On a recent Saturday afternoon Jasonté Lloyd, 24, ducks into the trendy Bistro Twenty-Seven on Broad Street to celebrate the anniversaries of her first and second weddings.
Her most recent wedding, last April, was a quiet courtroom affair, after which the happy couple caught a screening of Quentin Tarantino's "Grindhouse" thriller, dined on popcorn and hot dogs, and congratulated themselves on starting married life debt-free.
The first time Lloyd was a bride, though, was eight years earlier in a mock wedding, where she promised to remain a virgin until she was married. (She won the right to play the bride by winning an essay contest on abstinence.)
The mock wedding is the signature program of For You I Will, a local youth outreach organization run by husband-and-wife team Nichole and Stafford Armstead. It teaches young people about abstinence and self-respect.
Lloyd's here to see another mock wedding unfold. Behind a glass partition in the restaurant, 11-year-old Kelsey Richardson exhales, clutching a bouquet, while Stafford Armstead announces to the two dozen mock wedding attendants that the ceremony is about to start.
Richardson wears a pink dress and pink flats and approaches the lectern in front of the bar, where her mock husband and mock best man, 10-year-old twins Demonté and Kemondré Greene, wait in matching pinstripe suits.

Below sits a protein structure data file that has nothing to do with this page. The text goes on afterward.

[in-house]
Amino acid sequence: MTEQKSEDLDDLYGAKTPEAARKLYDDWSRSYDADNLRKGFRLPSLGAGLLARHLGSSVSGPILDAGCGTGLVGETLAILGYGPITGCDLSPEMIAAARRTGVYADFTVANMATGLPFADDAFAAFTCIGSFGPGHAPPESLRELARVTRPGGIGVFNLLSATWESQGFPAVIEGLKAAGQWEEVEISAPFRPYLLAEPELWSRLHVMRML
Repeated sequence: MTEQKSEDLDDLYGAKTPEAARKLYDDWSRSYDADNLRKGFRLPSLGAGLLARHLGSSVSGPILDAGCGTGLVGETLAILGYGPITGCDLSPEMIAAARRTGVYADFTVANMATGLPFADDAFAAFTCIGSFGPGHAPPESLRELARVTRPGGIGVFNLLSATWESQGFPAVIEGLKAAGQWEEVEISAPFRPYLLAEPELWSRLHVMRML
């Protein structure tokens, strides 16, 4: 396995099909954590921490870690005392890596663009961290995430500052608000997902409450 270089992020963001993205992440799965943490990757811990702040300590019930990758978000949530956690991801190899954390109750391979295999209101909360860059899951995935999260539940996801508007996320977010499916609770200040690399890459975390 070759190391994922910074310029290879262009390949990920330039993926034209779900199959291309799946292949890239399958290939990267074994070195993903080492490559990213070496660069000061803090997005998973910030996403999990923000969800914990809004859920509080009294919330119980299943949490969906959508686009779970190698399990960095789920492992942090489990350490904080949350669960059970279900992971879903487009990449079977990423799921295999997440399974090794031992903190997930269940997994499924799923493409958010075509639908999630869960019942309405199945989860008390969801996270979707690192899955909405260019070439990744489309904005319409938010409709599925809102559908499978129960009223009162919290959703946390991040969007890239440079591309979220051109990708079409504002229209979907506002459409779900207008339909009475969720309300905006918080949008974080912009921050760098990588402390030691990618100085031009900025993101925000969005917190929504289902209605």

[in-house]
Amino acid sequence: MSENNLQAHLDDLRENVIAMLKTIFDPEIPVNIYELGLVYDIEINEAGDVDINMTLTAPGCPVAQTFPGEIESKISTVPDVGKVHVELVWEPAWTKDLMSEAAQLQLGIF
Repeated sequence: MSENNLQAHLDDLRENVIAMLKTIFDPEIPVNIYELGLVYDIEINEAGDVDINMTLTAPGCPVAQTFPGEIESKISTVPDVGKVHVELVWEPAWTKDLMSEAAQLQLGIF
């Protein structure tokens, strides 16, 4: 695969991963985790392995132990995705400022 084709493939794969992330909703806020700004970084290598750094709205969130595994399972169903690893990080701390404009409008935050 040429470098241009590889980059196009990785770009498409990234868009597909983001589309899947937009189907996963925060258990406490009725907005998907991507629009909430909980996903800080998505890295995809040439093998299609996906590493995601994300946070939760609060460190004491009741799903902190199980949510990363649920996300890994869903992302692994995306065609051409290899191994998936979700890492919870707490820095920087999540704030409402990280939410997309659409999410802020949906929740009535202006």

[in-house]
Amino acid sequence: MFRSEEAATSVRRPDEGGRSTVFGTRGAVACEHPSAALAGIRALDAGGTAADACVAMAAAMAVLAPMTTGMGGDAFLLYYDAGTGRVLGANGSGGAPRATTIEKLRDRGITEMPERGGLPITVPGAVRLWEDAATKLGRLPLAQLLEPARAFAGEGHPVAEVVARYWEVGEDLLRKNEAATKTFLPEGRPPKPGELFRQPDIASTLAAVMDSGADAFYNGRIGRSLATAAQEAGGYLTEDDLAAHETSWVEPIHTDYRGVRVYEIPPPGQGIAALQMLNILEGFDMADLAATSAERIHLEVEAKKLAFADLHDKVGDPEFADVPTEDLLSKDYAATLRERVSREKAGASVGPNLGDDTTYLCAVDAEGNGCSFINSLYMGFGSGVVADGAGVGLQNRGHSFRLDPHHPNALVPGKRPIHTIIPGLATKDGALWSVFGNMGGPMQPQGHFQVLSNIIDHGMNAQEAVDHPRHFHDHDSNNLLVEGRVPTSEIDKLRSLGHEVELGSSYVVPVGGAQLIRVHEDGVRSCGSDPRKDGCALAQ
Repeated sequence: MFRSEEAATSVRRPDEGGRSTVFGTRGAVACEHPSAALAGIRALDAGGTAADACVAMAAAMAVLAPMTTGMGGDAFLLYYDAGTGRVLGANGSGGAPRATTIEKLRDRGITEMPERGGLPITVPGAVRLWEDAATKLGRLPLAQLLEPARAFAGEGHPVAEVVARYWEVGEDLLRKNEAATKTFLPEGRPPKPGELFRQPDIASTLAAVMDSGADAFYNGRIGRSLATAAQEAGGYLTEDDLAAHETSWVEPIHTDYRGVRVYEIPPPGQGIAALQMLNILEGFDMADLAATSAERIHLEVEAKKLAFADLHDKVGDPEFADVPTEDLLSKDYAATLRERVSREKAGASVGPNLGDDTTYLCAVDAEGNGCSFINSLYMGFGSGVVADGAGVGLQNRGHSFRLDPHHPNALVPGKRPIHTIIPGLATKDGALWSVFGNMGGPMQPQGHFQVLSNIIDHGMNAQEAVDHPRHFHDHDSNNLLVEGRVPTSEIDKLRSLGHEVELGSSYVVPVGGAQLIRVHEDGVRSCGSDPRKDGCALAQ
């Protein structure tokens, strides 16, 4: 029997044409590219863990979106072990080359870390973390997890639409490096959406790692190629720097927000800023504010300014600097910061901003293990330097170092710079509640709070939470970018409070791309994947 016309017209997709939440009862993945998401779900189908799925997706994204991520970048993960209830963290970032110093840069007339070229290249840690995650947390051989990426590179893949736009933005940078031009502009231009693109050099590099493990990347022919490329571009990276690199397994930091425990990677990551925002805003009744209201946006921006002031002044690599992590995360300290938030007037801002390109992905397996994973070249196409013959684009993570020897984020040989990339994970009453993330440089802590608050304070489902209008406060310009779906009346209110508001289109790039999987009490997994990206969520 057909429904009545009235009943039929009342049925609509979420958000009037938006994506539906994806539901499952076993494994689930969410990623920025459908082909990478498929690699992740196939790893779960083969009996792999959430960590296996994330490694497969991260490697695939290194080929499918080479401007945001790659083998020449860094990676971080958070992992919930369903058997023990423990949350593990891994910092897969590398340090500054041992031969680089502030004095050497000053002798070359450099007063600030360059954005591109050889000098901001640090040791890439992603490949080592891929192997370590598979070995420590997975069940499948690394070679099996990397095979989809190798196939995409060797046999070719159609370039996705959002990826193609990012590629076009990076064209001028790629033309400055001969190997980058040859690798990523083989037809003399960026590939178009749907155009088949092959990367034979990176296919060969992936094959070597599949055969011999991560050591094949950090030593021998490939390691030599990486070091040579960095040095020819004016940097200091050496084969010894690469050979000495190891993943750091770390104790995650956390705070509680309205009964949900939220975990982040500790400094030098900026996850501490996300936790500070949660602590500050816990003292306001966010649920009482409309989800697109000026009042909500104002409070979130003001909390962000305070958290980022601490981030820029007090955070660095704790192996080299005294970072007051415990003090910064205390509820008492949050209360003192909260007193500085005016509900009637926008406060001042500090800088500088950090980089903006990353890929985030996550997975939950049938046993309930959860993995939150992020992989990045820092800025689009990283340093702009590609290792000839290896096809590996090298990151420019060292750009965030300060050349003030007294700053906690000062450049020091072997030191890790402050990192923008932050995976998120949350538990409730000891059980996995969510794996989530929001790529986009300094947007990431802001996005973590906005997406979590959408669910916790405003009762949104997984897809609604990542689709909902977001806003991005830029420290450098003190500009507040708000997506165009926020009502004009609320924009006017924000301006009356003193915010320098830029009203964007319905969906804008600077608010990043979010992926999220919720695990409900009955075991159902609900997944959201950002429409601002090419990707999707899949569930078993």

The Armsteads have the children repeat a vow to stay abstinent and make positive decisions about their future, and then seal the deal with a hug.
A pair of studies released last year -- one of them commissioned by the U.S. Department of Health and Human Services that drew data from a program in Powhatan County suggested that abstinence-only programs weren't getting youth to wait any longer for sex than regular sex-ed programs were.
And never mind the irony of preaching no sex before marriage and then fake-marrying preteens.
No, the Armsteads say the mock weddings give kids a positive, hands-on experience to carry with them. Besides, the program doesn't focus on abstinence only. Topics such as self-esteem, maturity and good communication replace conversations about catching VD and the wrath of God.
So did Lloyd remain a virgin until marriage?
"Ha ha ha ha, no," she says, but the experience taught her to "treasure yourself before sharing with someone else," and now she has a husband who sends her flowers for no reason.
At Bistro Twenty-Seven, after the kids repeat their vows, Stafford Armstead looks out into the small audience and says that seeing Lloyd there a real bride eight years after being a mock bride drives home the importance of what he's doing.
"It's really hitting me now," he says, his eyes watering.